If you don’t know how to leave a voice channel on Discord you can check out my article here.
Turn Off Your Lights, Camera, Mic, Etc.
This is just a friendly reminder to turn your equipment off when you are done streaming. The longer you leave things like your camera, your lights and your other equipment on and running the quicker they will wear down.
Just be sure to turn them off when you are done to help make them last longer and save some electricity too.
Message Anyone Who Raided, Hosted Or Live Redirected Your Channel To Thank Them
This is a big deal. Of all the channels these streamers could have sent their viewers to they chose yours.
When people send their viewers to your channel you should definitely thank them while you are live, but you should also go back after you are done streaming to say thank you as well.
Some people will tweet out a thanks to the person who sent their viewers to them, but for me personally I prefer messaging them privately. The choice is yours though. As long as you are showing gratitude you are good.
Share Any Memorable Clips From Your Stream That Don’t Need Editing To Twitter Or Instagram
I mentioned earlier that you will want to go back and look for clips that you can polish up and turn into TikToks or Youtube Shorts; however not all clips need to be polished up to be successful.
If you have a funny moment on your stream, or if something spectacular happens on stream, make sure to clip it and then share it to social media.
For content you feel like is fine just the way it is make sure to share it to your social medias either during or after your stream. The more content you share the more chance you have of being discovered by others.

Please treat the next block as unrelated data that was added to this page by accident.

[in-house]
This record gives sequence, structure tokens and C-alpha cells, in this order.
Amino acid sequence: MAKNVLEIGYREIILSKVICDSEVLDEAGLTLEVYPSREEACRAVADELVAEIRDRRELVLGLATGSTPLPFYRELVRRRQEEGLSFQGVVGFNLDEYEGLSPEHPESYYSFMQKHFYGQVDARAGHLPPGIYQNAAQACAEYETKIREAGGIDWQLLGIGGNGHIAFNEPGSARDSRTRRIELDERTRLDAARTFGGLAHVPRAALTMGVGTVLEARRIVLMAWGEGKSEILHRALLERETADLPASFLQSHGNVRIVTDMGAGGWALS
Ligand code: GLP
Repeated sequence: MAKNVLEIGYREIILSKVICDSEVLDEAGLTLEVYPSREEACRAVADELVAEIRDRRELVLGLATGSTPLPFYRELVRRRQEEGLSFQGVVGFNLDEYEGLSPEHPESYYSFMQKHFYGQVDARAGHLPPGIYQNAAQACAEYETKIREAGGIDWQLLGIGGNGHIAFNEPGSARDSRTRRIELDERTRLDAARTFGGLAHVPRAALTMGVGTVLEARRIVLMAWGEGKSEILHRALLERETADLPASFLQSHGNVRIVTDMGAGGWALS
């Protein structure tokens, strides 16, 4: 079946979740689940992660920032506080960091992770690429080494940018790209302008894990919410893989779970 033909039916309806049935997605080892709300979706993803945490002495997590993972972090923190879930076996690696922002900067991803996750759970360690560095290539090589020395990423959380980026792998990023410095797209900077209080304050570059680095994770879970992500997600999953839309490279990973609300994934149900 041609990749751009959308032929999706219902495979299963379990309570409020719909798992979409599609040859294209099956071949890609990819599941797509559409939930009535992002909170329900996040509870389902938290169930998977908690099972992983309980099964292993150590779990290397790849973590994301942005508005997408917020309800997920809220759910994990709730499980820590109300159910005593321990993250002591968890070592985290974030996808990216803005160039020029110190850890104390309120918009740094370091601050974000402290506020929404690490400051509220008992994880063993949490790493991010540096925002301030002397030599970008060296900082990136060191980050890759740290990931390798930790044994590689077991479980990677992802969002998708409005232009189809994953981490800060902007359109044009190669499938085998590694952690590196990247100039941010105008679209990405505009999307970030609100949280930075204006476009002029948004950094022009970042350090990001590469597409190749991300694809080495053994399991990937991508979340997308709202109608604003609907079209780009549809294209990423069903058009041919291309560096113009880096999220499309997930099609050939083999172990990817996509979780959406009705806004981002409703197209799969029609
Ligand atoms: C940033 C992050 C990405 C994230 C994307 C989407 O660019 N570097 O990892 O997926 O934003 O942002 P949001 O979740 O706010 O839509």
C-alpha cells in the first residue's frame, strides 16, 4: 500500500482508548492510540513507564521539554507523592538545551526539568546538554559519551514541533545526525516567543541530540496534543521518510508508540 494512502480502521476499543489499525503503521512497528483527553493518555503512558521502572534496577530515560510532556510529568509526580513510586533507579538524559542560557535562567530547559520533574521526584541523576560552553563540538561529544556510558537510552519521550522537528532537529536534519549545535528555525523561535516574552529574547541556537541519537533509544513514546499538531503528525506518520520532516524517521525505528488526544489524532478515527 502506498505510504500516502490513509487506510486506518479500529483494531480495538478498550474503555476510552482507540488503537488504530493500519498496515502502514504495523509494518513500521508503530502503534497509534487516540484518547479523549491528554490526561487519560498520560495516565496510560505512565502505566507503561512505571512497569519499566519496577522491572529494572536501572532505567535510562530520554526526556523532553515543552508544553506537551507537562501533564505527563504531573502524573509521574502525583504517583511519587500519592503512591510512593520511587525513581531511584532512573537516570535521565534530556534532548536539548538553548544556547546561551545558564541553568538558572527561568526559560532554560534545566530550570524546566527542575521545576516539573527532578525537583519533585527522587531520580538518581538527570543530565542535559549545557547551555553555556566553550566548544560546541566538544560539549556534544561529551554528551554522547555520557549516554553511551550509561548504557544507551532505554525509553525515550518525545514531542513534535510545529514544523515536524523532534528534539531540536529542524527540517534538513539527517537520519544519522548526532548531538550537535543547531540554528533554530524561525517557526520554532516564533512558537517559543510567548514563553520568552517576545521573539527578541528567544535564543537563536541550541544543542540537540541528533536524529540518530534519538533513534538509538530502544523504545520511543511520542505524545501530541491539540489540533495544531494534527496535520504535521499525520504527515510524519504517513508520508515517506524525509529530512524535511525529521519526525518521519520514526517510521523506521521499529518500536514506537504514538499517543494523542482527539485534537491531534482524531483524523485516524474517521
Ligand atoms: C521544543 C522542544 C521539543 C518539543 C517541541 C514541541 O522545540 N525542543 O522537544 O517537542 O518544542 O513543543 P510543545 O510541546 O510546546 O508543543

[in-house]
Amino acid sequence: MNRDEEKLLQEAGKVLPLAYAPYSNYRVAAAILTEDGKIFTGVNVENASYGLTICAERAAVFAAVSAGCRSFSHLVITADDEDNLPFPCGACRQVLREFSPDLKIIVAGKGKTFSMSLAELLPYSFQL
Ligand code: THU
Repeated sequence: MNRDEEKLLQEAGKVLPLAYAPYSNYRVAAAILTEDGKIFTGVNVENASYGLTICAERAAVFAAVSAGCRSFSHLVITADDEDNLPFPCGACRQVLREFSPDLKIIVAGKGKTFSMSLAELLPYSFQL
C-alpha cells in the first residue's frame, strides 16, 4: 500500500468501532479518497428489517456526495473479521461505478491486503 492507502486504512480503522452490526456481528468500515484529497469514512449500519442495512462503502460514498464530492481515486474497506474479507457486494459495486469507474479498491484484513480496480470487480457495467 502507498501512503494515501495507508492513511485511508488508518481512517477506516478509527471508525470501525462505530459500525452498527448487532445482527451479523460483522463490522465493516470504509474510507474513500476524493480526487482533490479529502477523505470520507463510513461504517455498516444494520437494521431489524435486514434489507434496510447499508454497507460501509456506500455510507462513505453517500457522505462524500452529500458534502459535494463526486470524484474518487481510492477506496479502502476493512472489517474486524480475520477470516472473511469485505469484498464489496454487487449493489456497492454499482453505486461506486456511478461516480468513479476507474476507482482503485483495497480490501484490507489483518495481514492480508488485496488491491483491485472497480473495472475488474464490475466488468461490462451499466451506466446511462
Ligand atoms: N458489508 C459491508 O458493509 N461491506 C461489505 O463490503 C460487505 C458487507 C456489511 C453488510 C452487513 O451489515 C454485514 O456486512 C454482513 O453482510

Most streamers stick to Twitter and Instagram for sharing their gaming content, but really any platform works.
It’s just many streamers feel they will be wasting their time uploading content to platforms that don’t necessarily drive people to their channel. Most streamers and gamers hang out on Twitter and Instagram. It’s just the truth.
Here is one of my Twitter clips.
If you want to know how to upload your clips to Twitter check out my article here.
Watch Parts Of Your Most Recent Stream To See Where You Could Have Improved
This right here is a pro tip. If you have ever played sports then you know that the only way to improve is to identify your mistakes and then work to fix them. Streaming is the same way.
It’s important to go back and see where you could have improved as a streamer. Do you need more energy? Were you on your phone too much? Was the game you were playing taking too much of your attention?
Going back and reviewing your recent streams or VODs will help you see how you can be better as a streamer.
Now you don’t necessarily have to go back and watch your entire stream, but you should certainly go back and watch parts of it. Be honest with yourself and then make a plan to improve in the next stream.
And if you are on Twitch make sure that your past streams are set to save. In this article I cover how to watch your old broadcasts and in the video below I go over how you save your past broadcasts.
Raid, Host Or Live Redirect To Send Your Viewers To Another Channel
If you didn’t know, both Twitch and Youtube allow you to send your audience to another channel when you are done streaming.
But you may be thinking, “Why would I send my audience to ANOTHER streamer?” That’s a fair question, but as I am sure you have heard live streaming is all about networking and making connections.